It seems to me that, to use the terms of the Trivium as recently refreshed by Martin Robinson, Donald is saying that we need to teach both grammar; the essential foundational, canonical knowledge, structure and rules, and the dialectic; the testing, questioning, challenging, ‘taking on’ and if necessary dismantling of that knowledge. So perhaps we need a democratic traditionalism as well as a dialectical radicalism: Gramsci’s grammar plus Dewey’s dialectic.
In the section on ‘radical vocationalism’ Donald is critical of the contemporary vocationalism which was based on spurious claims to deliver economic goods and is in fact de-skilling and an undermining educational practices. He argues for a democratic, modern and intellectual education for all which is not about preparing certain students for low-level occupations but makes it a priority for young people to understand work and the economy.
Claims that the right kind of vocational education will solve our economic problems are still being made and they are as spurious as ever. The divide between general/academic and vocational pathways is still alive and well and parity of esteem as elusive as ever. We would do well to consider the suggestion that a liberal, cultural and practical education for all young people may well be the best preparation we can give them for the labour market.
Donald is also critical of the ‘creativity and self-expression’ tendency among progressive educators. He regards the ‘disabling idea that education should be about the full expression of the development of people’s creative potential’ as being a ‘vaguely hedonist, vaguely puritan notion of teaching as therapy’. He feels that, together with the ‘rhetoric of education as displaced politics’ this ‘has been the undoing of so much progressive work’.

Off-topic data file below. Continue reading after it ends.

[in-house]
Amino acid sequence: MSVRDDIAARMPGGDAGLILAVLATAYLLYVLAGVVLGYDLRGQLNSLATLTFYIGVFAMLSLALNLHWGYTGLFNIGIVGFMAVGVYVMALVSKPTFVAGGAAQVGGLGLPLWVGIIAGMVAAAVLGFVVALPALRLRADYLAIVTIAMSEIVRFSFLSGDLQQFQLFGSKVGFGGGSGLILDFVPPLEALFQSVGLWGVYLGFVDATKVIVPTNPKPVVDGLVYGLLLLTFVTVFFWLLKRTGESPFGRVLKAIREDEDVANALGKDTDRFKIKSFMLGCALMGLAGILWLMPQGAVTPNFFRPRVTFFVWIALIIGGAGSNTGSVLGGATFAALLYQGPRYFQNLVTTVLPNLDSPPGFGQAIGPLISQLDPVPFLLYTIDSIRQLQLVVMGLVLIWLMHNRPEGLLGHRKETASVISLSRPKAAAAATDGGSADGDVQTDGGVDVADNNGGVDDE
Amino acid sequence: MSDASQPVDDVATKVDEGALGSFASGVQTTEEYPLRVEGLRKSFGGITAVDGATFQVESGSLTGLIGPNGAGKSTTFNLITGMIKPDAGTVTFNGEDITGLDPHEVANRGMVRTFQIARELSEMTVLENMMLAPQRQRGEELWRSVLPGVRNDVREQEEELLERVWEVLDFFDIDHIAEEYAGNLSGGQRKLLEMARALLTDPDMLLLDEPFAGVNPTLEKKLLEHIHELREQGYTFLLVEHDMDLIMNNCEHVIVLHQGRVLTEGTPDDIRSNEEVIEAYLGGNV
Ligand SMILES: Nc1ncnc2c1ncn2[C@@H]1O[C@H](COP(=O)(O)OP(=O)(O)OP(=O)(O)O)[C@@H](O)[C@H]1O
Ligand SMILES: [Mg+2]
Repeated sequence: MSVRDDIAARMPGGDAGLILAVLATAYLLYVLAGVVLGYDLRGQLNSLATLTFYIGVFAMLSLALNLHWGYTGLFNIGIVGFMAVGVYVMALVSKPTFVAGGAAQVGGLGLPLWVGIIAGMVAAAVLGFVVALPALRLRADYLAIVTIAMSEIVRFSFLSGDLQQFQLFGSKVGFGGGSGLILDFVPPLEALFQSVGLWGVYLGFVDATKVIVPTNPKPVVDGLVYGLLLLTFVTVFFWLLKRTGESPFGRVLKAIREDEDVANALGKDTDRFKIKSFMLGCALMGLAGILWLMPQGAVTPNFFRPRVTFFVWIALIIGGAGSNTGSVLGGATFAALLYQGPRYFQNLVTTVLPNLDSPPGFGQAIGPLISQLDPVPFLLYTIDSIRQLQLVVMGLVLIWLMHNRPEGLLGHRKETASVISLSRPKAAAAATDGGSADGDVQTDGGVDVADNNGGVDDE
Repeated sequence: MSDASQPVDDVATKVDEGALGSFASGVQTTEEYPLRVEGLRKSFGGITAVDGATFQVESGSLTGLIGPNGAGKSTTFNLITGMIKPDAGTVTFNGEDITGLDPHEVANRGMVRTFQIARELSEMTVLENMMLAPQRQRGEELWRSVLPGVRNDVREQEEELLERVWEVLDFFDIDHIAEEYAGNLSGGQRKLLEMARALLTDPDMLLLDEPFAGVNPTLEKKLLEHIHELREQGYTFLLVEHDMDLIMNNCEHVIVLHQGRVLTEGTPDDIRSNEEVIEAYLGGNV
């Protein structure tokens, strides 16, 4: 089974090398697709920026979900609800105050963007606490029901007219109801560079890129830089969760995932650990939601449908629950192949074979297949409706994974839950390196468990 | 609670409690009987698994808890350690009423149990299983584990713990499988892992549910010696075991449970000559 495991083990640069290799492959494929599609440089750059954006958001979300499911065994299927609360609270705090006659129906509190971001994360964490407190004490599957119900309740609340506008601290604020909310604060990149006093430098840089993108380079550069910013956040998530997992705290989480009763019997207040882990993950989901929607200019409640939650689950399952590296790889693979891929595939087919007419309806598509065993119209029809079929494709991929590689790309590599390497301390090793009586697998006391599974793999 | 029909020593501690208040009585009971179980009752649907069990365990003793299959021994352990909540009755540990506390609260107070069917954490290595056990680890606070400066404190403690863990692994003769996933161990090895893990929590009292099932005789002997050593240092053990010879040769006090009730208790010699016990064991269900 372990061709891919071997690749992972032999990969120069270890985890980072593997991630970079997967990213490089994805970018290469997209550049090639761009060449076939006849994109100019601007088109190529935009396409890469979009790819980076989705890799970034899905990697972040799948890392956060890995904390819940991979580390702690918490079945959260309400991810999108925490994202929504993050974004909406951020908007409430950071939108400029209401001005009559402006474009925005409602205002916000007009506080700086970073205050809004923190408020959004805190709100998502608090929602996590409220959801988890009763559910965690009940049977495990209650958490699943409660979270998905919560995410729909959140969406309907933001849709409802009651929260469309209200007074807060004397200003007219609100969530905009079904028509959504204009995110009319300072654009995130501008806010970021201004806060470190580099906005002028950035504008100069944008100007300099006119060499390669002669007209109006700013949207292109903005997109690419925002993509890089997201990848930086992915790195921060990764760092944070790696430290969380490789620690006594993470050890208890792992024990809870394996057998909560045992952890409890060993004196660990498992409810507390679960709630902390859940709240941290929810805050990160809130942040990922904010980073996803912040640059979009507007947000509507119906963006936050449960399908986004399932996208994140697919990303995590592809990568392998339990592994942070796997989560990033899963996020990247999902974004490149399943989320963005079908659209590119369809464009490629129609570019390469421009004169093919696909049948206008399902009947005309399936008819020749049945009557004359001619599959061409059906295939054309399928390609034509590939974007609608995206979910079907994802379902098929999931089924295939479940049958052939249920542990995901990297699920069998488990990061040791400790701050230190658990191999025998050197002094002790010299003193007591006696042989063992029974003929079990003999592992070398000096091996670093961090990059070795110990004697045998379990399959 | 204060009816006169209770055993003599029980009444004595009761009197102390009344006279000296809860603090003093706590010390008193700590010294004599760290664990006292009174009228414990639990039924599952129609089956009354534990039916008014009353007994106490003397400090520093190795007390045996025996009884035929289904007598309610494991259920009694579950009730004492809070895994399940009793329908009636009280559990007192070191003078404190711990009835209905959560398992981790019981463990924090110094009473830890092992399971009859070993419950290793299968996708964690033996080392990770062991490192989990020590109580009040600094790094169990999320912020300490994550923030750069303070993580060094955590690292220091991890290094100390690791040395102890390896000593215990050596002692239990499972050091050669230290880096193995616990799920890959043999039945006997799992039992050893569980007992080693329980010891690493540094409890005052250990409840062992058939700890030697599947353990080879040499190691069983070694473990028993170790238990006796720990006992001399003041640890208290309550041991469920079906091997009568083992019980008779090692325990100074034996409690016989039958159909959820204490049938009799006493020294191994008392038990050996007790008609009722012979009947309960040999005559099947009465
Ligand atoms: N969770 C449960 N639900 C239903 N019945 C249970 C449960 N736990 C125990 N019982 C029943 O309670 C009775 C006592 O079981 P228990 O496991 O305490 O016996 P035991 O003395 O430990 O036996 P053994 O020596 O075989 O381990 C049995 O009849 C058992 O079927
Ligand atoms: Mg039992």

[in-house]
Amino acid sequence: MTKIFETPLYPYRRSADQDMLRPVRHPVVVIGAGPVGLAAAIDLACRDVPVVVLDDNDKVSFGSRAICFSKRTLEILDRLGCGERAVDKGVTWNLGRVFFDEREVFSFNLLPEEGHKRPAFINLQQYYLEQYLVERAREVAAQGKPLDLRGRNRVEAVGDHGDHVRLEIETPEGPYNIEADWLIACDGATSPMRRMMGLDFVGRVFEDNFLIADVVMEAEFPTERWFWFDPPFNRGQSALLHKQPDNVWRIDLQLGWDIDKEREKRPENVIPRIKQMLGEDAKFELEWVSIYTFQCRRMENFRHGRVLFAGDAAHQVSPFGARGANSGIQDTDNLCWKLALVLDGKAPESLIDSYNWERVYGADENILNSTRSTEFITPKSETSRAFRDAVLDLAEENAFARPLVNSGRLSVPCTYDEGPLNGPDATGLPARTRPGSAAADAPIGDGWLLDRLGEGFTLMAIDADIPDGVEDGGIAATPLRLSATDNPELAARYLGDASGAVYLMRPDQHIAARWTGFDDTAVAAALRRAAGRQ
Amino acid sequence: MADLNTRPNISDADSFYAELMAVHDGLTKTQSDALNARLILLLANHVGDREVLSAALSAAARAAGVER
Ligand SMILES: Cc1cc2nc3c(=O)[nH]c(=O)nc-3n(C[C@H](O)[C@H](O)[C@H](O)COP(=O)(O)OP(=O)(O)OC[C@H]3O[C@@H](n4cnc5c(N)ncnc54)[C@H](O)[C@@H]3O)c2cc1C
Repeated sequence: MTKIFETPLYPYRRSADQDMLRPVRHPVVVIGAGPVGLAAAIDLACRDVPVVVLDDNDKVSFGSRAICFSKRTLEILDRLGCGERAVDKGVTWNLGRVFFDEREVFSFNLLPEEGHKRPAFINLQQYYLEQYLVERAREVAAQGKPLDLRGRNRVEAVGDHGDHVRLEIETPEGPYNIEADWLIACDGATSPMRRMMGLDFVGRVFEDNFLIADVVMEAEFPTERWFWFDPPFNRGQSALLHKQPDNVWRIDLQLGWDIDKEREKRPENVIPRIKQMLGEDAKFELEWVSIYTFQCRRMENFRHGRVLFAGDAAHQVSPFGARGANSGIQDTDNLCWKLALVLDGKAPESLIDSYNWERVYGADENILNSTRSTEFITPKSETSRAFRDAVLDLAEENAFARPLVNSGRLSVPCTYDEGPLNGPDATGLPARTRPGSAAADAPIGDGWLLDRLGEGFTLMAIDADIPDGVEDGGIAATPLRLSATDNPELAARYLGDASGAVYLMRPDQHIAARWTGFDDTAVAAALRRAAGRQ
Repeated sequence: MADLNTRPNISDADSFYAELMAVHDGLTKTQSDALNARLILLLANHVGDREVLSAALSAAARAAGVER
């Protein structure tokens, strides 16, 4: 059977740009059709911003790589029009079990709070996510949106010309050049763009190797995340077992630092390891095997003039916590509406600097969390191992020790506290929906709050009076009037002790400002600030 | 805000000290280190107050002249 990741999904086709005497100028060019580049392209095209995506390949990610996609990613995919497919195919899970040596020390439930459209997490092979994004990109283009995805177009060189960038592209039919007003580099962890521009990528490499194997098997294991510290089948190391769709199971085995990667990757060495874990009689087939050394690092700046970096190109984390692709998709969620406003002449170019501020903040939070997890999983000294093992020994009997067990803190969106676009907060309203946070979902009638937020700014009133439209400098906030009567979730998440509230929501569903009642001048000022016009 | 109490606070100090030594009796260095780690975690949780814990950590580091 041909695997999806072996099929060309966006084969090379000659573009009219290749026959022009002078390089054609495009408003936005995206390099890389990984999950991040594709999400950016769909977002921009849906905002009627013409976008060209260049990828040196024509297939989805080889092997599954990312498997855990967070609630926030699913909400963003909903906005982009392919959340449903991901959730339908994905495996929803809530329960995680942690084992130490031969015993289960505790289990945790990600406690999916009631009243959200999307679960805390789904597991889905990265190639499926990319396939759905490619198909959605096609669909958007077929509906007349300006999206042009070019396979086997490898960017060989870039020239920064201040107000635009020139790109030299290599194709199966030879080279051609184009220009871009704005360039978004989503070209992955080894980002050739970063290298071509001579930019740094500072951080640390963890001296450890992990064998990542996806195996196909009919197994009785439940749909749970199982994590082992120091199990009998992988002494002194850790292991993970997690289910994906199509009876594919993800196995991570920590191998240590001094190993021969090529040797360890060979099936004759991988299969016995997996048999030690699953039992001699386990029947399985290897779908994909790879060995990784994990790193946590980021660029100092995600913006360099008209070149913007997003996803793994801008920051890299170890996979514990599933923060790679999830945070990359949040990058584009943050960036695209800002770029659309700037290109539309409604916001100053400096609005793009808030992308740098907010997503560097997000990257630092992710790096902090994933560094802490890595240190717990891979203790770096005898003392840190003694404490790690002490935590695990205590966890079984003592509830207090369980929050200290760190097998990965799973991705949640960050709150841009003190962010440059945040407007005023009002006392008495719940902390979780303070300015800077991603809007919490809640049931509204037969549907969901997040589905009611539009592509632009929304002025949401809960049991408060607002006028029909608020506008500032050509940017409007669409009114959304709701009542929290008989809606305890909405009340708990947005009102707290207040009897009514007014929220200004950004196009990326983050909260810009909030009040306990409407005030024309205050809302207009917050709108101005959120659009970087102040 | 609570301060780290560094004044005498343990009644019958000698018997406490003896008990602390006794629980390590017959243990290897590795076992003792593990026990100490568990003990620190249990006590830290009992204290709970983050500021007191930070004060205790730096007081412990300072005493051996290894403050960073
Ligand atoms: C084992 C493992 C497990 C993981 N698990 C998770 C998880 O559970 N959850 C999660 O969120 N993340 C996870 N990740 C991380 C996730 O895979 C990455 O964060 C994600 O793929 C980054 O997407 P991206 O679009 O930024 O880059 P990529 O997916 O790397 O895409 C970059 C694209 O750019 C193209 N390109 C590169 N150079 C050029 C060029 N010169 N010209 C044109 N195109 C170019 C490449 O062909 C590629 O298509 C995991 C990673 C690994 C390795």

Donald is right to warn against the voluntary displacing of the teacher as a source of academic knowledge and cultural authority and he was doing so at a time when this was a far from common position. From displaced teachers to ‘displaced politics’, it is always worth being reminded that our aims should be developmental and universalist and not about reproducing existing inequalities or promoting any particular political view. Whether in citizenship or enterprise education or any other area, we need to avoid the many opportunities to indoctrinate which education offers while bearing in mind that education cannot be free of all ideology, even a basic consensus statement of national values has some ideological basis.
James Donald finds nothing outmoded in Dewey or Gramsci, in fact he regards them as ‘the only possible dynamic of democratic education’. I think he has a lot to offer a contemporary readership, above all the possibility of a synthesis of progressive and traditional strands of educational thinking which could really move the debate forward.